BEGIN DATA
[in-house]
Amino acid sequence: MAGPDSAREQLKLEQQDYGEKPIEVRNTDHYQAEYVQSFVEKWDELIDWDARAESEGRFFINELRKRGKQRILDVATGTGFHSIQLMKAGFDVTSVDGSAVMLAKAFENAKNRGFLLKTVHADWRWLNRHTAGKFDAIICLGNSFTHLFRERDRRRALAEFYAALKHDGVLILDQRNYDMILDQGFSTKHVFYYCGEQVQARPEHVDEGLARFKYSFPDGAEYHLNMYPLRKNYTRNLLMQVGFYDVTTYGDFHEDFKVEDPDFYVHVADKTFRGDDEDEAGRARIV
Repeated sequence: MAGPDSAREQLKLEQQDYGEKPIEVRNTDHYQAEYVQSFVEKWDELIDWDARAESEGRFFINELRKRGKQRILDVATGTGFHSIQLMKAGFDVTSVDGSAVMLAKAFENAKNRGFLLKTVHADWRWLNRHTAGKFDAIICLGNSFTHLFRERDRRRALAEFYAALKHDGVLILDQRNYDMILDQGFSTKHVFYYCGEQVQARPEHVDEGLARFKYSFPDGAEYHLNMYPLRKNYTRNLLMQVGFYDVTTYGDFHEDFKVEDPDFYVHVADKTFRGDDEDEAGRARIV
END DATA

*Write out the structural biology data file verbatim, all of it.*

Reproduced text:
[in-house]
Amino acid sequence: MAGPDSAREQLKLEQQDYGEKPIEVRNTDHYQAEYVQSFVEKWDELIDWDARAESEGRFFINELRKRGKQRILDVATGTGFHSIQLMKAGFDVTSVDGSAVMLAKAFENAKNRGFLLKTVHADWRWLNRHTAGKFDAIICLGNSFTHLFRERDRRRALAEFYAALKHDGVLILDQRNYDMILDQGFSTKHVFYYCGEQVQARPEHVDEGLARFKYSFPDGAEYHLNMYPLRKNYTRNLLMQVGFYDVTTYGDFHEDFKVEDPDFYVHVADKTFRGDDEDEAGRARIV
Repeated sequence: MAGPDSAREQLKLEQQDYGEKPIEVRNTDHYQAEYVQSFVEKWDELIDWDARAESEGRFFINELRKRGKQRILDVATGTGFHSIQLMKAGFDVTSVDGSAVMLAKAFENAKNRGFLLKTVHADWRWLNRHTAGKFDAIICLGNSFTHLFRERDRRRALAEFYAALKHDGVLILDQRNYDMILDQGFSTKHVFYYCGEQVQARPEHVDEGLARFKYSFPDGAEYHLNMYPLRKNYTRNLLMQVGFYDVTTYGDFHEDFKVEDPDFYVHVADKTFRGDDEDEAGRARIV